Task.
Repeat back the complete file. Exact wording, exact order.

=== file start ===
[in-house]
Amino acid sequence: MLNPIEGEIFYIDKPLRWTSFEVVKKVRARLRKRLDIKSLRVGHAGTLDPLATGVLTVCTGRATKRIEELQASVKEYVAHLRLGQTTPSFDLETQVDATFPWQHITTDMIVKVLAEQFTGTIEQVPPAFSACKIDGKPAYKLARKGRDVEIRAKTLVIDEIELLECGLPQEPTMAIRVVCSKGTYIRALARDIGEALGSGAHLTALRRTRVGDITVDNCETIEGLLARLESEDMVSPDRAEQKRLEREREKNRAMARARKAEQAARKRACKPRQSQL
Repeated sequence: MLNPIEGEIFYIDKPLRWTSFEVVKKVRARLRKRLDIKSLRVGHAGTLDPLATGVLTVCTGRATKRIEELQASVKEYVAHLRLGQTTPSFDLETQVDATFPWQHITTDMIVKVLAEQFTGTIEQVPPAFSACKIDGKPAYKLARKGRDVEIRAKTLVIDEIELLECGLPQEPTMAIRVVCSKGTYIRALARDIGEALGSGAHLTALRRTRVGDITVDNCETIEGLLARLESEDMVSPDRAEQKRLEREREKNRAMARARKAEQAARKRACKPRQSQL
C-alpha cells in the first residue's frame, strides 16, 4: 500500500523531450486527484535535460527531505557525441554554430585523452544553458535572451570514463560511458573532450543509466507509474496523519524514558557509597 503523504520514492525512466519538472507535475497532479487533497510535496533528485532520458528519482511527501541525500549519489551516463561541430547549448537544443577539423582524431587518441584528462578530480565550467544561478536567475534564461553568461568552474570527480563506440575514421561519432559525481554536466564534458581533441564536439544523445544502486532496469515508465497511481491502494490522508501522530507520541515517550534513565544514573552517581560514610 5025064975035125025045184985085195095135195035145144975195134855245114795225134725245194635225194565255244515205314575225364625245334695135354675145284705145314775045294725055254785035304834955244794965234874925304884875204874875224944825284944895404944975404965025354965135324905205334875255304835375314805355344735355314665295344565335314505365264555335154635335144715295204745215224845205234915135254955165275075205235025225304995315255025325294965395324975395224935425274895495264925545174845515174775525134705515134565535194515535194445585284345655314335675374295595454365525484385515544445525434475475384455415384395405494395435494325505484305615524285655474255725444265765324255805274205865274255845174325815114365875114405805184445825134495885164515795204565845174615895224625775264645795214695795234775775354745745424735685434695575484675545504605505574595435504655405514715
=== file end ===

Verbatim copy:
[in-house]
Amino acid sequence: MLNPIEGEIFYIDKPLRWTSFEVVKKVRARLRKRLDIKSLRVGHAGTLDPLATGVLTVCTGRATKRIEELQASVKEYVAHLRLGQTTPSFDLETQVDATFPWQHITTDMIVKVLAEQFTGTIEQVPPAFSACKIDGKPAYKLARKGRDVEIRAKTLVIDEIELLECGLPQEPTMAIRVVCSKGTYIRALARDIGEALGSGAHLTALRRTRVGDITVDNCETIEGLLARLESEDMVSPDRAEQKRLEREREKNRAMARARKAEQAARKRACKPRQSQL
Repeated sequence: MLNPIEGEIFYIDKPLRWTSFEVVKKVRARLRKRLDIKSLRVGHAGTLDPLATGVLTVCTGRATKRIEELQASVKEYVAHLRLGQTTPSFDLETQVDATFPWQHITTDMIVKVLAEQFTGTIEQVPPAFSACKIDGKPAYKLARKGRDVEIRAKTLVIDEIELLECGLPQEPTMAIRVVCSKGTYIRALARDIGEALGSGAHLTALRRTRVGDITVDNCETIEGLLARLESEDMVSPDRAEQKRLEREREKNRAMARARKAEQAARKRACKPRQSQL
C-alpha cells in the first residue's frame, strides 16, 4: 500500500523531450486527484535535460527531505557525441554554430585523452544553458535572451570514463560511458573532450543509466507509474496523519524514558557509597 503523504520514492525512466519538472507535475497532479487533497510535496533528485532520458528519482511527501541525500549519489551516463561541430547549448537544443577539423582524431587518441584528462578530480565550467544561478536567475534564461553568461568552474570527480563506440575514421561519432559525481554536466564534458581533441564536439544523445544502486532496469515508465497511481491502494490522508501522530507520541515517550534513565544514573552517581560514610 5025064975035125025045184985085195095135195035145144975195134855245114795225134725245194635225194565255244515205314575225364625245334695135354675145284705145314775045294725055254785035304834955244794965234874925304884875204874875224944825284944895404944975404965025354965135324905205334875255304835375314805355344735355314665295344565335314505365264555335154635335144715295204745215224845205234915135254955165275075205235025225304995315255025325294965395324975395224935425274895495264925545174845515174775525134705515134565535194515535194445585284345655314335675374295595454365525484385515544445525434475475384455415384395405494395435494325505484305615524285655474255725444265765324255805274205865274255845174325815114365875114405805184445825134495885164515795204565845174615895224625775264645795214695795234775775354745745424735685434695575484675545504605505574595435504655405514715